5. A refrigerant condensing unit comprising an upright housing having a reservoir formed in the bottom portion thereof for accumulating a predetermined amount of liquid therein, a refrigerant compressor mounted within said housing and spaced above the level of liquid accumulated within such reservoir, a refrigerant condensing coil having one end thereof connected to the discharge side of said compressor and being deformed into an airpervious upright partition encompassing in spaced relation said compressor and spaced above the level of the accumulated liquid, said partition being spaced from the interior upright surfaces of said housing and forming therewith an air discharge manifold, a substantially airimpervious first baffle means subtending and supporting said compressor and disposed above said accumulated liquid, the periphery of said rst baie means being spaced pump means disposed within said housing and communieating with said reservoir and said header means to effect recirculation of the accumulated liquid through said header means, air-impelling means disposed above said compressor for effecting the flow of air into the space delimited by said partition, past said compressor, and then out through said partition into said discharge mani fold, and a second baffle means overlying the space delimited by said coil partition and being provided with an opening communicating with said air-impelling means.

6. A refrigerant condensing unit comprising an upright housing having a reservoir formedin the bottom portion thereof for accumulating a predetermined amount of liquid therein, a refrigerant compressor mountedwithin said housing and spaced above the level of liquid accumulated within said reservoir, a refrigerant condensing coil having one end thereof connected to said compressor and disposed in spaced, encircling relation with respect to said compressor, said coil forming an upright air pervious partition spaced above the level of liquid accumulated within said reservoir and spaced from the interior surfaces of said housing and cooperating with the latter to form an air discharge manifold, a substantiallyk air-impervious rst baffle means mounted within said housing and in supporting and subtending relation with respect to said compressor and underlying the space delimited by said coil; means mounted within said housing and cooperating with the liquid accumulated within said reservoir to effect recirculation and distribution of such liquid on the exposed surfaces of said coil partition, a second substantially air-impervious baie means overlying said coil partition and disposed in substantially superposed relation with respect to said rst baie means and provided with an enlarged opening, air-impelling means, conduit means for said air-impelling means communicating with the enlarged opening in said second baie means to effect directing of air into the space delimited by said coil, and a substantially air-impervious cover for said housing provided with an enlarged opening encompassing the periphery of said conduit means; said cover cooperating with said second baffle means to form a passageway communicating with said air discharge manifold.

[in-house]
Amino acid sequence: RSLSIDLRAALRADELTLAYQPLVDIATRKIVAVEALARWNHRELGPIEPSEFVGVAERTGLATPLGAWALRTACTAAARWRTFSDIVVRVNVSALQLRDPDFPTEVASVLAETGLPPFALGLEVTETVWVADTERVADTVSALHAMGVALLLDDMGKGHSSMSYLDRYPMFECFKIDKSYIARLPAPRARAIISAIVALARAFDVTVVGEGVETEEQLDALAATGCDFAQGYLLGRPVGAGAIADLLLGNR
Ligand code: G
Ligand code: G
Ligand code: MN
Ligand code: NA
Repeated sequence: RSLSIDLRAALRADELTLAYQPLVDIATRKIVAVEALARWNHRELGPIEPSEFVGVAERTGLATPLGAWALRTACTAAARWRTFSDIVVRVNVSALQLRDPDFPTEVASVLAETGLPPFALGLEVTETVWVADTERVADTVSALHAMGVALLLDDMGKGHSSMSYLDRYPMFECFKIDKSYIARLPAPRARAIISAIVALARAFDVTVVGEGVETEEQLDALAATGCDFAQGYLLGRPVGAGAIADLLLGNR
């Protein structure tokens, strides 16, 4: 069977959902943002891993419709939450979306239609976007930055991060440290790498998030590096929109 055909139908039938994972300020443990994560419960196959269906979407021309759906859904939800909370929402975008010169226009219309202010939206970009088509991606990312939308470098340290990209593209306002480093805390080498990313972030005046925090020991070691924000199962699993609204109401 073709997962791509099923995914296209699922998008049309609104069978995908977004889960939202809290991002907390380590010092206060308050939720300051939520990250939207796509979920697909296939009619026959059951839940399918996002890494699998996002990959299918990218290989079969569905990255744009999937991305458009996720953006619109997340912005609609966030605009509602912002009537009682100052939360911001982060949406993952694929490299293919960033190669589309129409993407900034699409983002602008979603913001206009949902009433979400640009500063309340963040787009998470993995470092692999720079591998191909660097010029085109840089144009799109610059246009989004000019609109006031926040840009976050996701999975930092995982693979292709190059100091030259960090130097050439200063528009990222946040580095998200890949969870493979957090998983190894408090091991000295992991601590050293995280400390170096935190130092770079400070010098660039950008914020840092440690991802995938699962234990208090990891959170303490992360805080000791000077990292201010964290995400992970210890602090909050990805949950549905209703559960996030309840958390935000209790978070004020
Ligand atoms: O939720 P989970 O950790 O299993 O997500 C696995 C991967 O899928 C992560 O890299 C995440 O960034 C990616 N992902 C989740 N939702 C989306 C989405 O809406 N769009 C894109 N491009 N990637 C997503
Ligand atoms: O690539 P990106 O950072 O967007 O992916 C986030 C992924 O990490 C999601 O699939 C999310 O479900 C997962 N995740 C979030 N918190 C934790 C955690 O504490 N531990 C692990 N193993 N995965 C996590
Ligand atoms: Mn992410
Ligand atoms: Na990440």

Wirt Sept. 17, 1929 Dempsey June 17, 1952

Patent Citations
Cited PatentFiling datePublication dateApplicantTitle
US1728740 *Feb 23, 1922Sep 17, 1929Edward CackleyCondenser
US2600738 *Dec 7, 1948Jun 17, 1952Jr Arthur E DempseyEvaporative condenser
Referenced by
Citing PatentFiling datePublication dateApplicantTitle
US3165455 *May 17, 1960Jan 12, 1965Gea Luftkuhler Ges M B HDistilling arrangement
US3234751 *Aug 13, 1963Feb 15, 1966Elizabeth C WhiteCondensing apparatus for refrigeration equipment
US4170117 *Sep 13, 1977Oct 9, 1979Faxon Robert LMist spray apparatus for air conditioner condenser
US4250717 *May 15, 1979Feb 17, 1981Stone Cyril ORefrigeration apparatus
Classifications
U.S. Classification62/305
International ClassificationF25B39/04
Cooperative ClassificationF25B2339/041, F25B39/04
European ClassificationF25B39/04